The big payoff that comes as a result of creating a fully productised business is the ability to sell it for more money.
When I have this conversation with business owners they say things like, “Oh I’m not thinking of selling my business”, but until you can sell your business, it’s not truly an asset.
The reality is that things change and life can throw unexpected curve balls. Wouldn’t you like to know that you could sell your business if you had to?
When you sell your business, you typically negotiate a price based on some multiple of revenues. Each industry has “standard multiples” that provide a starting point for negotiations, but you can dramatically increase the multiple you’re able to sell for by reducing the risks presented to potential buyers.
WHAT ARE THE RISKS?
One of the least discussed but frequently problematic risks when selling a business is the merging of different work cultures. These issues arise when one established work culture meets another and the two are forced to work together – there is bound to be friction, just as there is bound to be some level of friction between existing and new staff members.
Potential buyers need to evaluate their position from both a financial and non-financial perspective. Financial risks are generally on the forefront of people’s minds – how much am I personally investing? What if I overpay? What fees are involved? And while these are all risks to consider, one can never underestimate the non-financial risks involved in buying a business – how much time will this new venture take up? Will it negatively affect my personal relationships? How much stress could it potentially cause? (Keep in mind the number one reason people sell a business is because of personal exhaustion.)
Perhaps the biggest risk of all is the one that a buyer can never prepare for – unexpected problems. Equipment in urgent need of repair, a manager suddenly walking out. To guard against these types of risks, potential buyers will reserve working capital and discount the purchase price accordingly.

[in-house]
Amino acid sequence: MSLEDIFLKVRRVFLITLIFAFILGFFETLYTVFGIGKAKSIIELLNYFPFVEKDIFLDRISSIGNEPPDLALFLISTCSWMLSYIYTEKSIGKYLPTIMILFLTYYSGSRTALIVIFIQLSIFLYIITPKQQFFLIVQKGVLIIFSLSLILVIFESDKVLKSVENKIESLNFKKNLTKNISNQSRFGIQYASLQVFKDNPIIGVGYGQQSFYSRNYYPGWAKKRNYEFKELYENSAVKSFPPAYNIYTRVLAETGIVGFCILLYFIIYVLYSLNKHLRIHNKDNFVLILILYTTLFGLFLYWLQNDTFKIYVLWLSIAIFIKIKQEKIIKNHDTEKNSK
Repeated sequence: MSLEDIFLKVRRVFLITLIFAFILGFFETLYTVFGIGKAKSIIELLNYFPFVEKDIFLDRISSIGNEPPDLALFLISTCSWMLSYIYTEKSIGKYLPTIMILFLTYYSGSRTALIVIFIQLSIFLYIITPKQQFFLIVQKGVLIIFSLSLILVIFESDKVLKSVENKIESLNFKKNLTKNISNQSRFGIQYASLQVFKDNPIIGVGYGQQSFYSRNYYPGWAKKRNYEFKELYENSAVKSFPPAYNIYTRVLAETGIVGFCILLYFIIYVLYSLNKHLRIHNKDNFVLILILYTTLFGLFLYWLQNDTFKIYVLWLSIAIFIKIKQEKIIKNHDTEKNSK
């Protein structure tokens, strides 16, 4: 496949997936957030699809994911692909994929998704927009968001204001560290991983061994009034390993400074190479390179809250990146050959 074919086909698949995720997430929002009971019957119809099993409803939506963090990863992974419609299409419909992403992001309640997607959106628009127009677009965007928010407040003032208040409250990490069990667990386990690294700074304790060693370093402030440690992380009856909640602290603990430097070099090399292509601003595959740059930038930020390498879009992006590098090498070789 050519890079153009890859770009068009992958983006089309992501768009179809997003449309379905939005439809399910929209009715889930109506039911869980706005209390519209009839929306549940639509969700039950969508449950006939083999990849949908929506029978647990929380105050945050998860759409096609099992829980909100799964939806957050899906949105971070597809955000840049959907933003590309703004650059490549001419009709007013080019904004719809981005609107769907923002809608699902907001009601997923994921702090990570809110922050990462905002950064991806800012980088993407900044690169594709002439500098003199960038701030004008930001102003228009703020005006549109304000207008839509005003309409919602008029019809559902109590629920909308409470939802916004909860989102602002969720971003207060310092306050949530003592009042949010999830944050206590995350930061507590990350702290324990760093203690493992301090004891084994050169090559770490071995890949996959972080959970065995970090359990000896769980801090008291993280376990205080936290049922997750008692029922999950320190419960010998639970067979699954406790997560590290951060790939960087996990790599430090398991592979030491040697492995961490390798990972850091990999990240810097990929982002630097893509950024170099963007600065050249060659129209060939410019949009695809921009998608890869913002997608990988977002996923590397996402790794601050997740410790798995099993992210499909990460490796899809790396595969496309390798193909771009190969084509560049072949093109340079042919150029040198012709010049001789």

HOW DOES PRODUCTISATION HELP MITIGATE THESE RISKS?
The reason I’m using the term “productisation” here rather than “systemisation” is to make a distinction between businesses that simply have operational procedures written down, and those that have documented processes for finding leads, closing sales and delivering services.
Imagine how difficult it would be to sell a car if there were no petrol stations. That’s what it’s like when you try to sell a business without a clear strategy for finding new clients and growing the business.
Additionally, when you sell a business you need to be able to provide clear instructions on how the person buying it will run the business without you. This is sometimes solved by requiring that the founder of the business stay on for an “earn out” period – that is, you sell the business and work for the acquiring company as an employee for some period of time to smooth the transition.
Can you imagine anything worse?
Not only is this widely reported as being a totally horrible experience, but it also doesn’t help if you’re selling the business because you can no longer work (for example, due to injury or change in circumstances).
This doesn’t just stop with the business owner: quite often there are “key employees” without whom the business would be essentially valueless.
If you’re going to sell your business, will your staff stick around? Will the new owner be able to cope with the impact of negative cultural clash by hiring new people or training existing staff to run the processes of the new business? A thoroughly productised and documented business doesn’t necessarily protect a potential buyer from cultural mismatches occurring, but goes a long way to insulating them from the negative consequences by having clear hiring and training procedures that don’t rely on keeping the same “superstars” employed.